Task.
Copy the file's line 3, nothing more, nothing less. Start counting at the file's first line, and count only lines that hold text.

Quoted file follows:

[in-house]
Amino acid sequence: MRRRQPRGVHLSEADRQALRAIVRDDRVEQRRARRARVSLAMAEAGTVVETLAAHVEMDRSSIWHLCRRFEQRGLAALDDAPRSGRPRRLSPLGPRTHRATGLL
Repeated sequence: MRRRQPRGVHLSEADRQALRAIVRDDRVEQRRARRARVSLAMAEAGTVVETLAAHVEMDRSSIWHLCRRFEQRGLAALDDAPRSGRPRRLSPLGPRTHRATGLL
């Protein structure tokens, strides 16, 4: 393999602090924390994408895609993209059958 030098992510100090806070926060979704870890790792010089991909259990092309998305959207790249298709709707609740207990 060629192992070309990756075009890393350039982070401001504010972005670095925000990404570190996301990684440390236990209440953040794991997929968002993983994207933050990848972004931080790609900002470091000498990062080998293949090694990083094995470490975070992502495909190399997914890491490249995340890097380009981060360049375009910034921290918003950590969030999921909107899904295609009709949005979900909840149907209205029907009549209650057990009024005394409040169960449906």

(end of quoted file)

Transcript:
Repeated sequence: MRRRQPRGVHLSEADRQALRAIVRDDRVEQRRARRARVSLAMAEAGTVVETLAAHVEMDRSSIWHLCRRFEQRGLAALDDAPRSGRPRRLSPLGPRTHRATGLL